There are no permanent friends or foes in politics, and politics continues to be an art of the possible
How long will the Governor’s rule last in J&K is rather difficult to predict, as there are many imponderables that befog a clear cut answer to this question.
The political turf continues to be messy, uneven and unpredictable, as there are no clear alliances or permutations taking definitive shapes.
The communication channels between BJP and PDP which were open working for some time after the election results were out, did not yield desirable results perhaps. In fact these communication channels did not take the exchange of views to a decisive level.
One can say from a distance that both BJP and PDP were only testing waters, while indulging in the exercise of informal contact. In fact the situation the two parties PDP and BJP found themselves in was in a way unexpected for both these political parties.
PDP falling short of the estimated or expected 35 seats and the BJP nowhere near its mission 44, resultantly when the results were out both these parties had to face the stark reality of not being able to form a government on their own, without the support of other parties, or others.
BJP tried it with NC and with PDP, what happened to the BJP’s contact with NC, little is known in this behalf, while as with PDP one can only guess from a distance that the preconditions of PDP for forging an alliance with BJP might have been difficult for BJP to accept.
For instance removal of AFSPA from the state as a whole, or some parts thereof, or a moratorium on debate on Article 370 of the Constitution and no fiddling with it, must be too much for BJP to digest or agree upon.
Similarly addressing the internal dimensions of the Kashmir Problem, which means holding talks with separatists of all hues, and dialogue with Pakistan; for if the BJP concedes or accepts all these conditions then it would mean bending backwards as for BJP is concerned.
The big question is, can the BJP give up their professed policy with regard to Article 370 and can they afford to debate AFSPA and can they initiate dialogue with Pakistan for resolving all bilateral issues including Kashmir.
All this seems really impossible for BJP to embark upon for various reasons; one of the most important being their hardcore Hindu constituency in the length and breadth of the country.
Can BJP disillusion their hardcore supporters in the entire country by changing its discourse on above mentioned matters for the simple reason of forging an alliance with PDP.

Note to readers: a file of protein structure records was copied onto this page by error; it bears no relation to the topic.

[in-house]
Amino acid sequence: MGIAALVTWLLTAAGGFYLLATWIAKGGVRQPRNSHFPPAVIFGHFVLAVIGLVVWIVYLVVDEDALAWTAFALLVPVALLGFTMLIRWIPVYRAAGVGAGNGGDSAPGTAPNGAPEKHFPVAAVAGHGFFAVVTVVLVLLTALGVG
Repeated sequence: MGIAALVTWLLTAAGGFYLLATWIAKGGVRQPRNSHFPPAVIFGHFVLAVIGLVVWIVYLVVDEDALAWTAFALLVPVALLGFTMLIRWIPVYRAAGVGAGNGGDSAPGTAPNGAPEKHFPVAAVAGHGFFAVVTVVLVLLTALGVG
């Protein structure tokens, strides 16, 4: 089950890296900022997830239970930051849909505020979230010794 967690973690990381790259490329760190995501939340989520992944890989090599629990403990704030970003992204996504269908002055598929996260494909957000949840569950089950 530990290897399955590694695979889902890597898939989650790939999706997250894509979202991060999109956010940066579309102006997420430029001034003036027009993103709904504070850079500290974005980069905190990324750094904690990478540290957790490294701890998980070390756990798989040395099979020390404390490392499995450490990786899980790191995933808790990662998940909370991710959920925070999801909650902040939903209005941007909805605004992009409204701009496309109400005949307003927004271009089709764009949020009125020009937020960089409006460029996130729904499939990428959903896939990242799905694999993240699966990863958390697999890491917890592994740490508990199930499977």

Are the aspirations of Jammu BJP more important than the professed policies of BJP vis-a-vis Jammu and Kashmir.
Assuming for argument’s sake that BJP decides to have an alliance with PDP In J&K, while accepting PDP’s conditions, how will the party justify this, and sell the idea to its supporters in the country, especially when Delhi is going to polls shortly.
In my understanding the BJP will not like to form a government with PDP before Delhi elections are over, as BJP will try to do nothing to give an impression to the voters in Delhi where the elections are round the corner that it has in any way softened down its stand on the issues like Article 370, AFSPA or no talks with separatists or Pakistan, because in their assessment it is this hard or rigid stand which appeals to the hardcore BJP supporters in the country and makes them a party with a difference.
Therefore, I don’t see any forward movement in parlays between BJP and PDP at least till the Delhi assembly elections are over. This way the State of Jammu and Kashmir will have to wait till at least 15th of February to see any forward movement on government formation.
May be after 15th of February BJP will demonstrate more flexibility, and realism will prevail with them. Coming to the noises made by the State Congress Committee President Saif-ud-Din Soz regarding providing support to PDP in the formation of a secular alliance, these noises made by the Committee President were misdirected and misleading in many ways.
How could Congress talk of a need to forge a secular alliance when it is during Mr. Soz’s tenure as Committee President that alliances with both parties (NC and PDP) have ended in a fiasco, leaving bitter taste in the mouth of both NC and PDP.
Having said all this, the fact remains that there are no permanent friends or foes in politics, and politics continues to be an art of the possible.
The author is Advocate, J&K High Court, Srinagar